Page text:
Lee Francis started Indigenous Comic-Con as a way to “bring Native people from across the spectrum to have a big fun festival”. His hope was to bring Native representation into popular culture. This year will be the third time around and Lee has found success in bringing his hope to life.
It was when he was teaching high school that Lee realized how little his students saw themselves reflected in popular media. That lack made him want to find a way to create superheroes for Native kids so they could see themselves in those heroes. And he wanted to let non-Native people know that Native people were not relics of the past, but were instead “thriving, dynamic people” who live in the same modern world as everyone else.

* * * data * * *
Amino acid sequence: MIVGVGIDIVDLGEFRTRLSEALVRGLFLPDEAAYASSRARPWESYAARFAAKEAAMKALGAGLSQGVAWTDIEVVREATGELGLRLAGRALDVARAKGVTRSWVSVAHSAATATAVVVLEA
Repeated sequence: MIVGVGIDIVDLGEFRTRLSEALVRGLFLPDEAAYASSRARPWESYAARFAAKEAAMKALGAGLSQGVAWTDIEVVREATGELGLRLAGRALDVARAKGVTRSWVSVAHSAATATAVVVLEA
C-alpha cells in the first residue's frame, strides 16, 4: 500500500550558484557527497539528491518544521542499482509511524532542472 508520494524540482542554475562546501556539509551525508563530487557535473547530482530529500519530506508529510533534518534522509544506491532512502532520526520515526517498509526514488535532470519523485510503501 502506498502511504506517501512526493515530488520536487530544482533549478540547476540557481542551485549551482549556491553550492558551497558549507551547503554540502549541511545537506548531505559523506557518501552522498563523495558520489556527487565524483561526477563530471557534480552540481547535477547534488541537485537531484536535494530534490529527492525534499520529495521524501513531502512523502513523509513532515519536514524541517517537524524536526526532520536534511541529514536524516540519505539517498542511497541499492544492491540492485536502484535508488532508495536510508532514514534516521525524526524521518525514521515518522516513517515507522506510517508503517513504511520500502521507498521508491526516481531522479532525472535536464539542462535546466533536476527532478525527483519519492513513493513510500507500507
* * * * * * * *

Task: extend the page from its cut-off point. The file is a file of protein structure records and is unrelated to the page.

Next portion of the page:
With that goal in mind, Lee launched the planning of the first Indigenous Comic-Con in April of 2016. The event, which took place that November, drew in around 1,200 people and grew even bigger the following year. The unique focus on indigenous people offered a difference that drew in both guests and visitors to the convention. For Lee, it was a way to inspire the creativity of Native artists, who, at this event, “didn’t have to feel like the only Natives in the room.” The Comic-Con brought a new and exciting perspective to those who attended.
Lee and those who help in the planning continue to look for how to spread the message about Native artists even further. Programming at the event has expanded to include an area for kids, interactive exhibits, films, a scavenger hunt around Albuquerque, cooking demos, cosplay and pro wrestling by Native wrestlers. There will also be vendors, workshops and a DJ.
This year Indigenous Comic Con will be held November 2nd through the 4th at Isleta Resort and Casino. For more information, you can visit the event website!